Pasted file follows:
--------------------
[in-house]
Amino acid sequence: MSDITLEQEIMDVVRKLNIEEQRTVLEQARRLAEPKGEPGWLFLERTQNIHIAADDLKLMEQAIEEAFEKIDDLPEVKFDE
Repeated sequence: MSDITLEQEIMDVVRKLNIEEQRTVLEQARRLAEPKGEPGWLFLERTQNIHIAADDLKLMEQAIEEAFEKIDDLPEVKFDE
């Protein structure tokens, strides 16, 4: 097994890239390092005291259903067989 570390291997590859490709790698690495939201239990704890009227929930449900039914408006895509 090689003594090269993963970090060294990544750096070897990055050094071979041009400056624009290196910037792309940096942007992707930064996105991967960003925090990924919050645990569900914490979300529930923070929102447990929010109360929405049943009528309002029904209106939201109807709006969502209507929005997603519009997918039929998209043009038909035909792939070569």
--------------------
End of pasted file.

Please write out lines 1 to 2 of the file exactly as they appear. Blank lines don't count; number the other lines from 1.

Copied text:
[in-house]
Amino acid sequence: MSDITLEQEIMDVVRKLNIEEQRTVLEQARRLAEPKGEPGWLFLERTQNIHIAADDLKLMEQAIEEAFEKIDDLPEVKFDE